I spoke to the producer in the BBC today and arranged a meeting for next Wednesday evening, somewhere in London (venue to be confirmed). An informal " get to know you" type meeting, which roughly translates as "I like your writing but are you someone I can work with?"
Chapter 17 of Adrian Mead's monograph is entitled "Meeting Script Editors and Producers" and contains the above quote as the second paragraph. He goes on to say:
This [meeting] is rarely about making your script. Most likely they are meeting you for
one of the following reasons:
- They liked your work and are interested to see more ideas.
- They are checking you aren’t a neurotic type to see if you’re suitable for one of their existing TV shows or film projects.
Well, I'm certainly not neurotic - arrogant possibly.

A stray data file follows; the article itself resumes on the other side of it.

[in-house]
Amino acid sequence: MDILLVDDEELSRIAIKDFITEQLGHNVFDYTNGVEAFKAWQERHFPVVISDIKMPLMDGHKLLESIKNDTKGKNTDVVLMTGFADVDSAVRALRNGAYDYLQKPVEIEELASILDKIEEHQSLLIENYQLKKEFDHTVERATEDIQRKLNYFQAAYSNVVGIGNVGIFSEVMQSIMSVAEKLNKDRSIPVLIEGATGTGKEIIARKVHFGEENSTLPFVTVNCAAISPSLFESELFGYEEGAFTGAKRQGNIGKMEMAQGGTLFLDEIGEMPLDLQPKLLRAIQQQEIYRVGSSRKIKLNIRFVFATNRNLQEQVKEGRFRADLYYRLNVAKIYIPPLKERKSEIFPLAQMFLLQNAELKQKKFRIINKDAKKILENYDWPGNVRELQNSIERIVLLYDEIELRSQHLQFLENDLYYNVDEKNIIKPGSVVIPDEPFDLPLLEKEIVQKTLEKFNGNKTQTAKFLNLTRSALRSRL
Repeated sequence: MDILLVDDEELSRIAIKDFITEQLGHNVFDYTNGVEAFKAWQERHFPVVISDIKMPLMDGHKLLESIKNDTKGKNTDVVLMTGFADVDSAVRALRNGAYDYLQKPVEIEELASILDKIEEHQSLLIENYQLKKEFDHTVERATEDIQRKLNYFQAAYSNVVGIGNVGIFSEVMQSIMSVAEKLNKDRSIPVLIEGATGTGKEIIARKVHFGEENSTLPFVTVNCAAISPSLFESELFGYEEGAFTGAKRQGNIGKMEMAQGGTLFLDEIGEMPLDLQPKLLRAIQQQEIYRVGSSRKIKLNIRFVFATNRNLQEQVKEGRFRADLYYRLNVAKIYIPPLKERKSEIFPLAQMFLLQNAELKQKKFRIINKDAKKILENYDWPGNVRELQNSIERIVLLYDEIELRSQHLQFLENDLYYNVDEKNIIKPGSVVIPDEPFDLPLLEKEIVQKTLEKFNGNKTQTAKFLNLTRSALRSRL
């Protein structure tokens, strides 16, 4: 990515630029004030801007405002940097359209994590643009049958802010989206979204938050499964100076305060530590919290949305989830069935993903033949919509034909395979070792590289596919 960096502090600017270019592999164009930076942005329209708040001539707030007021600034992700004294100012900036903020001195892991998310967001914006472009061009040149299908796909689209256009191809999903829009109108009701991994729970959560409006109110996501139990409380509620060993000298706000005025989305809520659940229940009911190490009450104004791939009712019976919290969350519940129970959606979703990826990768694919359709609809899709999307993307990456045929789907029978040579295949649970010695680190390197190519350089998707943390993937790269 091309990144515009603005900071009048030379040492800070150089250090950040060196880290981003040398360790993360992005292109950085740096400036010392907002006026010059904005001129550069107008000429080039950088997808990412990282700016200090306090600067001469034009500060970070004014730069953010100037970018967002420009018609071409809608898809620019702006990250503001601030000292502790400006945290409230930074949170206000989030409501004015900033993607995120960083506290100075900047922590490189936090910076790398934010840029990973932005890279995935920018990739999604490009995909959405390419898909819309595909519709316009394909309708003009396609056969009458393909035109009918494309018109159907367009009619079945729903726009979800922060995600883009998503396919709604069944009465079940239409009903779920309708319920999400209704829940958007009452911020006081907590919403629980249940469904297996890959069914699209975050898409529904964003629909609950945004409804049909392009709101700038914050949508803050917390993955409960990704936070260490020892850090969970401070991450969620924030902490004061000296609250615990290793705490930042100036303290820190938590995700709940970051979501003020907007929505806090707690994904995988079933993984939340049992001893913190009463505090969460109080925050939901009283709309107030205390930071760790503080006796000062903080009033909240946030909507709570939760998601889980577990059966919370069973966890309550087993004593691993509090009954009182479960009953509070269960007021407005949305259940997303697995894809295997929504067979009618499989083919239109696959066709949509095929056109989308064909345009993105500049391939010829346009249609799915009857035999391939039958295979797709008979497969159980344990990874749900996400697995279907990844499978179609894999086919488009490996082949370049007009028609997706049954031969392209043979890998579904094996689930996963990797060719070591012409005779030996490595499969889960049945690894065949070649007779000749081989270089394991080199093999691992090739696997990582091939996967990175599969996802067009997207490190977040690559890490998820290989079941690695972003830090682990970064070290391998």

The truth is that nobody trains you, until now. Adrian spends the rest of the chapter explaining how to prepare for, and how to be professional in, the meeting; thereby increasing the likelihood that something does come of it. (Is [less than] ten quid really too much for this sort of information? Especially when the profits got to Childline.)
So I shall prepare well and behave in an appropriately relaxed but professional manner.
 "Monograph" is a sadly under-used word nowadays, yet its definition perfectly fits Adrian's little book: "a detailed and documented treatise on a particular subject". I have been, over the last few months, on and off, been reading the complete works of Sherlock Holmes by Conan Doyle. And the word monograph pops up every now and then. I read the stories picturing the amazing, iconic and sorely missed, Jeremy Brett, who made the role his own in the 41 stories he appeared in.
What's on the turntable? "Suspended in Gaffa" by Kate Bush from "The Dreaming". Reminds me of this: You only need two things in this universe Gaffa Tape and WD40. Gaffa is for stopping things moving that shouldn't and WD40 is getting things moving that should.